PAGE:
Munro is especially interested in the earliest stirrings of animal management. Her work has provided evidence that contradicts an earlier view that agriculture and animal husbandry arose exclusively in an area of southeastern Anatolia and spread outward from there.

Evidence of early experimentation with agricultural practices in diverse geographic areas, like the sites Munro works at, contributes to a much more complex story of human history.

Munro currently focuses on two archaeological projects: one in Israel from the period just before agriculture begins, and another in Turkey from when people were settling down and beginning to domesticate animals more formally during the early Neolithic period.

View of Nahal Ein Gev II. (Natalie Munro/UConn Photo)
View of Nahal Ein Gev II. (Natalie Munro/UConn Photo)

Munro recently published a paper outlining her findings about early fishing techniques at Nahal Ein Gev II, Israel, an Epipaleolithic site excavated by her colleague Leore Grosman from the Hebrew University. Nahal Ein Gev II is just two miles from the Sea of Galilee, part of a major migratory pathway for birds between Europe and Africa. This means the people living at this site had access to a plethora of species but made strategic choices about what to hunt. Interestingly, the community brought back only the largest fish and waterfowl to the village. They also only selected certain species.

These findings provide evidence that these people had developed specialized knowledge and techniques for catching a wide variety of foods, suggesting task specialization and foreshadowing the division of labor.

“This is an important step in the reorganization of human communities that actually precedes agriculture, and instead accompanies the first sedentary communities” Munro says.

In Turkey, Munro works at two early village sites, Aşıklı Höyük and Balıklı, excavated by her colleagues Mihriban Özbaşaran, Güneş Duru, and Nigel Goring-Morris, that represent two different approaches to animal exploitation and settled communities at the same historical time.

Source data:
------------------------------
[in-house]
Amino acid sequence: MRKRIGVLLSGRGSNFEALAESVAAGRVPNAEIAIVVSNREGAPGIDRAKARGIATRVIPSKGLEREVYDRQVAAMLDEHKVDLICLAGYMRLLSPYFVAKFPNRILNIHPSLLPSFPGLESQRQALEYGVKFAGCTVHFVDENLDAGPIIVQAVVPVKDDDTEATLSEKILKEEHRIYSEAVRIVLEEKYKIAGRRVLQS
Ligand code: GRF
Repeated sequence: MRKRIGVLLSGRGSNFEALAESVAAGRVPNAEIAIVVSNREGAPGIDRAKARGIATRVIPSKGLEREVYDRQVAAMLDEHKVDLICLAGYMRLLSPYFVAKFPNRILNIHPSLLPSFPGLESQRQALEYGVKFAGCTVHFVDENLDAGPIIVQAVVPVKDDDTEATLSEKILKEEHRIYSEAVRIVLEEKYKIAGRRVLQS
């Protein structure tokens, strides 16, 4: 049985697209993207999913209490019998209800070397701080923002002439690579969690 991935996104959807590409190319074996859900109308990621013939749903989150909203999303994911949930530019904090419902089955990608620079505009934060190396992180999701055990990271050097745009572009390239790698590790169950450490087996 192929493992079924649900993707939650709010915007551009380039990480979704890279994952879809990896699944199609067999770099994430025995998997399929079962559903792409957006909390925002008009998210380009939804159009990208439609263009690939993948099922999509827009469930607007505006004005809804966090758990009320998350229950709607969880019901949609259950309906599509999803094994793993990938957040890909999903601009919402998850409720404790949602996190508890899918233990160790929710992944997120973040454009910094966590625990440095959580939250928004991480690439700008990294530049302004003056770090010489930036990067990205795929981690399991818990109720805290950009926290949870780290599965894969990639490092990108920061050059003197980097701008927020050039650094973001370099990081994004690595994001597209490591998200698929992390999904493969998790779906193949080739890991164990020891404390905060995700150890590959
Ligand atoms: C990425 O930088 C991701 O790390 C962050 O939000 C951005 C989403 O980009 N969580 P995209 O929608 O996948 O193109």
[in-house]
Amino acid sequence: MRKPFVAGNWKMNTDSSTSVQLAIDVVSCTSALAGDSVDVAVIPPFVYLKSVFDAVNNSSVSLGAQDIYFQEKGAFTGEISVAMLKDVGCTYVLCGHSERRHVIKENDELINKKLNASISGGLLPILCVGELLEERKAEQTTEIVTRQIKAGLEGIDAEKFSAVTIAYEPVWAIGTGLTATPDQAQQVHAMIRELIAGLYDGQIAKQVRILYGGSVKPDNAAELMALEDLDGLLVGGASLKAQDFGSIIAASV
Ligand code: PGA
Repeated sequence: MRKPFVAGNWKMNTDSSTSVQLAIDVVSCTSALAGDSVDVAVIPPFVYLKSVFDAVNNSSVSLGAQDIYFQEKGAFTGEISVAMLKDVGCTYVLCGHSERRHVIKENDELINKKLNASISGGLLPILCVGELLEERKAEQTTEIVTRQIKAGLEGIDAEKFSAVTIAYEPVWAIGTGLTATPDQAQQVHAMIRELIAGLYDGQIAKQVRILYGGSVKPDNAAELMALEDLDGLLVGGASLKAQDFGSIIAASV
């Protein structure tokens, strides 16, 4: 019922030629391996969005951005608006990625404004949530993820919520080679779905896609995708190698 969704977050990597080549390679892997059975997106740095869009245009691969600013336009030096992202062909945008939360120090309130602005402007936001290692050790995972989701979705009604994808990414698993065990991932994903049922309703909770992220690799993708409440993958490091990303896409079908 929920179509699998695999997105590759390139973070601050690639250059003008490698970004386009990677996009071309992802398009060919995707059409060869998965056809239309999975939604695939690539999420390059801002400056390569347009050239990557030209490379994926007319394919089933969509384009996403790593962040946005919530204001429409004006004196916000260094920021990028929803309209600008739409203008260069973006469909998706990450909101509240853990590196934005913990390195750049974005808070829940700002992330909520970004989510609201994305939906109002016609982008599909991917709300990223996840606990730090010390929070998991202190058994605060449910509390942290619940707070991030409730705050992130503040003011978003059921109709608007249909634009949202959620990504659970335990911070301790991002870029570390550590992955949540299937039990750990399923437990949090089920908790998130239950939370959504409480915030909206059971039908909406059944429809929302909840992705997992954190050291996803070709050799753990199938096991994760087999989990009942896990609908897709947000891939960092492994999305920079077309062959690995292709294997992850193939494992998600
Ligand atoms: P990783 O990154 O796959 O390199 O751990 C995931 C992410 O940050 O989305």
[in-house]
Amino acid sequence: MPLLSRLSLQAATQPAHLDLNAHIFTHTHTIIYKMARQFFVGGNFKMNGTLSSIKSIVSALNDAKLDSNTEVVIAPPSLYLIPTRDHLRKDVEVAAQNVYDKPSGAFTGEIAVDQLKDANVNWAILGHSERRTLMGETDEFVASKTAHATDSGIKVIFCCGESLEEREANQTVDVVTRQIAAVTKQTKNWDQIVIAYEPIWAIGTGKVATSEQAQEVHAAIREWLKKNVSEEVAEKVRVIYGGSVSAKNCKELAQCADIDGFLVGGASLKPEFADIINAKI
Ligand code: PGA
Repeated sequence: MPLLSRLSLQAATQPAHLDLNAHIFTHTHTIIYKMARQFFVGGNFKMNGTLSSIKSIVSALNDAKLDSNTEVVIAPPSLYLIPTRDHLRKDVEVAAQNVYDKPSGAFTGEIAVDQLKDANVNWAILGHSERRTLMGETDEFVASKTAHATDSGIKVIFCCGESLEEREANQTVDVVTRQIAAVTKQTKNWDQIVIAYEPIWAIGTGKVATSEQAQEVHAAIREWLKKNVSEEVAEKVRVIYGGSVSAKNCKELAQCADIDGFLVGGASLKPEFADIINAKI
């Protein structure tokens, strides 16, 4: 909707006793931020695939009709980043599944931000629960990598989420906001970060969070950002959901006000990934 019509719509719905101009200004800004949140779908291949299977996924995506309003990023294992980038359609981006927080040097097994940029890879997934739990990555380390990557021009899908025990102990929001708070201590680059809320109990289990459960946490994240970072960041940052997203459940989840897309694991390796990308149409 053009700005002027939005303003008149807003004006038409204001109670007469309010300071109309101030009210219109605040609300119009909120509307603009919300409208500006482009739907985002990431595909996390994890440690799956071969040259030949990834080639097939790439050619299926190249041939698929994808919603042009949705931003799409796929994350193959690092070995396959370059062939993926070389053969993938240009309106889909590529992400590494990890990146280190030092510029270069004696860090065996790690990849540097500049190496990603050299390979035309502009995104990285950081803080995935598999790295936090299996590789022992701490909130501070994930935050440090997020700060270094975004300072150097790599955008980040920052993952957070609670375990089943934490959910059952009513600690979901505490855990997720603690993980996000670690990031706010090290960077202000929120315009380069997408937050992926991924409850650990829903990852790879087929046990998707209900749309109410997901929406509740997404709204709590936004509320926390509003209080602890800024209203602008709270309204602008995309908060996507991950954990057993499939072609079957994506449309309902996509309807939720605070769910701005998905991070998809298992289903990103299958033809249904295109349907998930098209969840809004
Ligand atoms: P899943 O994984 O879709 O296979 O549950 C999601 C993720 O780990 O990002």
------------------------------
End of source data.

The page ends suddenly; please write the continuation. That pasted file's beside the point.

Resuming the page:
One village has evidence of a more settled-down society with early agricultural and domestication practices. The other bears a closer resemblance to earlier hunter-gatherers.

Munro is interested in continuing this research to better understand what could have accounted for the different approaches these two communities took.

“There’s still much more to learn, but the contrast between these neighboring communities, reveals surprisingly diverse ways of life within a small area at this point in time,” Munro says.  “This further attests to the importance of local factors in the early emergence of agriculture.”

Building a Team

Munro plans to advance her research by collaborating with other scientists with different areas of expertise to create a fuller picture of how humans began domesticating animals.

While Munro primarily looks at evidence from teeth and bones, other archaeologists study animal dung and phytoliths from plant stems which can indicate if high concentrations of animals were being kept in a particular location. Others, including one of Munro’s own students, Roxanne Lebenzon, study changes in joint shape that may reflect the early confinement of animal populations.

“If you start to put all of these together, you can really nail down the time when people started to bring animals into the fold,” Munro says. “Multidisciplinary work is very important in archaeology and is becoming more essential as time moves on.”

Munro says the research questions about early agricultural communities are endless thanks to the sheer amount of information there is to collect about this time in human history from the animal remains that she studies.

“You can use them to study so many different aspects of past human behavior ,” Munro says. “So many new questions are constantly arising.”